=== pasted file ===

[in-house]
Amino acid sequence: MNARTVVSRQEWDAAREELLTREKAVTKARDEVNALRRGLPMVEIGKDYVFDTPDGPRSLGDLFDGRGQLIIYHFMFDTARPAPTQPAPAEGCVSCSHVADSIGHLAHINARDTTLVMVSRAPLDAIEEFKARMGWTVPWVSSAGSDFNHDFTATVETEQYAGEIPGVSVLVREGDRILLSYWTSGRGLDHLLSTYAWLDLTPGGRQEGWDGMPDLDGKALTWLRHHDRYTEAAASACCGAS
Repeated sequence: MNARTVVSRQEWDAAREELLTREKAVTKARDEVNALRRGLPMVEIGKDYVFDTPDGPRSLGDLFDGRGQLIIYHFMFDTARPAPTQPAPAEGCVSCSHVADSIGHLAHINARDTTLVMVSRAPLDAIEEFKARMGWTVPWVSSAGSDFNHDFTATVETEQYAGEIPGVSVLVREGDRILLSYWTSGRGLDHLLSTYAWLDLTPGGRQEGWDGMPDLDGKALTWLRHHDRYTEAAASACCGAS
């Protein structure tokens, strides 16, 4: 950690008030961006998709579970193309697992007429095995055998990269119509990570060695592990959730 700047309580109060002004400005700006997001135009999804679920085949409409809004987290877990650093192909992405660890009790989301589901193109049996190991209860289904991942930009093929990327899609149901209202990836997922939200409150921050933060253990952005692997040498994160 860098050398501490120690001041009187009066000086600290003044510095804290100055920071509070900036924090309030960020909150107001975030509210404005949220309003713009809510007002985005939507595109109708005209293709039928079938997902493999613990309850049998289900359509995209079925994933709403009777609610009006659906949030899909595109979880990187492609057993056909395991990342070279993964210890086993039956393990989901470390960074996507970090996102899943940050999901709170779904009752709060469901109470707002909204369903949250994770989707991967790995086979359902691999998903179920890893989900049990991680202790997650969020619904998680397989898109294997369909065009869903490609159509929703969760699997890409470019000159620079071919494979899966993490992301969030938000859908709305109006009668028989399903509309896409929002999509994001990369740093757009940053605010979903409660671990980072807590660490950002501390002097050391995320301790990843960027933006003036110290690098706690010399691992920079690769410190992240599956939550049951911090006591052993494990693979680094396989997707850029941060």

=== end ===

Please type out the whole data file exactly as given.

[in-house]
Amino acid sequence: MNARTVVSRQEWDAAREELLTREKAVTKARDEVNALRRGLPMVEIGKDYVFDTPDGPRSLGDLFDGRGQLIIYHFMFDTARPAPTQPAPAEGCVSCSHVADSIGHLAHINARDTTLVMVSRAPLDAIEEFKARMGWTVPWVSSAGSDFNHDFTATVETEQYAGEIPGVSVLVREGDRILLSYWTSGRGLDHLLSTYAWLDLTPGGRQEGWDGMPDLDGKALTWLRHHDRYTEAAASACCGAS
Repeated sequence: MNARTVVSRQEWDAAREELLTREKAVTKARDEVNALRRGLPMVEIGKDYVFDTPDGPRSLGDLFDGRGQLIIYHFMFDTARPAPTQPAPAEGCVSCSHVADSIGHLAHINARDTTLVMVSRAPLDAIEEFKARMGWTVPWVSSAGSDFNHDFTATVETEQYAGEIPGVSVLVREGDRILLSYWTSGRGLDHLLSTYAWLDLTPGGRQEGWDGMPDLDGKALTWLRHHDRYTEAAASACCGAS
């Protein structure tokens, strides 16, 4: 950690008030961006998709579970193309697992007429095995055998990269119509990570060695592990959730 700047309580109060002004400005700006997001135009999804679920085949409409809004987290877990650093192909992405660890009790989301589901193109049996190991209860289904991942930009093929990327899609149901209202990836997922939200409150921050933060253990952005692997040498994160 860098050398501490120690001041009187009066000086600290003044510095804290100055920071509070900036924090309030960020909150107001975030509210404005949220309003713009809510007002985005939507595109109708005209293709039928079938997902493999613990309850049998289900359509995209079925994933709403009777609610009006659906949030899909595109979880990187492609057993056909395991990342070279993964210890086993039956393990989901470390960074996507970090996102899943940050999901709170779904009752709060469901109470707002909204369903949250994770989707991967790995086979359902691999998903179920890893989900049990991680202790997650969020619904998680397989898109294997369909065009869903490609159509929703969760699997890409470019000159620079071919494979899966993490992301969030938000859908709305109006009668028989399903509309896409929002999509994001990369740093757009940053605010979903409660671990980072807590660490950002501390002097050391995320301790990843960027933006003036110290690098706690010399691992920079690769410190992240599956939550049951911090006591052993494990693979680094396989997707850029941060």